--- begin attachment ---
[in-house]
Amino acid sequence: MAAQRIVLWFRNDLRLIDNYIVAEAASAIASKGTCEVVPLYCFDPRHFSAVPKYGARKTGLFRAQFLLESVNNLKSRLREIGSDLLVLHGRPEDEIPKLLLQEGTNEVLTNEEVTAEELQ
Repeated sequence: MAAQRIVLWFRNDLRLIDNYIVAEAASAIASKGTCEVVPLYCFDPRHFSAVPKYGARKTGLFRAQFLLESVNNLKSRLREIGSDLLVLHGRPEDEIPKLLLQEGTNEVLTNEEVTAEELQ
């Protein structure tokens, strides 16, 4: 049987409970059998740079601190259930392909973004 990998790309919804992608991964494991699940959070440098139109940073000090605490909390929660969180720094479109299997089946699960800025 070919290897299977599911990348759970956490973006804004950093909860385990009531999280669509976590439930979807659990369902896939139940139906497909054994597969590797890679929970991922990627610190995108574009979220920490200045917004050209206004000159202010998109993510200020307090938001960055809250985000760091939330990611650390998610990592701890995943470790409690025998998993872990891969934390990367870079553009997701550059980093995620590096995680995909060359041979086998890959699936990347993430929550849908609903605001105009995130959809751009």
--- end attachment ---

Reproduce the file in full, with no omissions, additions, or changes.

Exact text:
[in-house]
Amino acid sequence: MAAQRIVLWFRNDLRLIDNYIVAEAASAIASKGTCEVVPLYCFDPRHFSAVPKYGARKTGLFRAQFLLESVNNLKSRLREIGSDLLVLHGRPEDEIPKLLLQEGTNEVLTNEEVTAEELQ
Repeated sequence: MAAQRIVLWFRNDLRLIDNYIVAEAASAIASKGTCEVVPLYCFDPRHFSAVPKYGARKTGLFRAQFLLESVNNLKSRLREIGSDLLVLHGRPEDEIPKLLLQEGTNEVLTNEEVTAEELQ
């Protein structure tokens, strides 16, 4: 049987409970059998740079601190259930392909973004 990998790309919804992608991964494991699940959070440098139109940073000090605490909390929660969180720094479109299997089946699960800025 070919290897299977599911990348759970956490973006804004950093909860385990009531999280669509976590439930979807659990369902896939139940139906497909054994597969590797890679929970991922990627610190995108574009979220920490200045917004050209206004000159202010998109993510200020307090938001960055809250985000760091939330990611650390998610990592701890995943470790409690025998998993872990891969934390990367870079553009997701550059980093995620590096995680995909060359041979086998890959699936990347993430929550849908609903605001105009995130959809751009």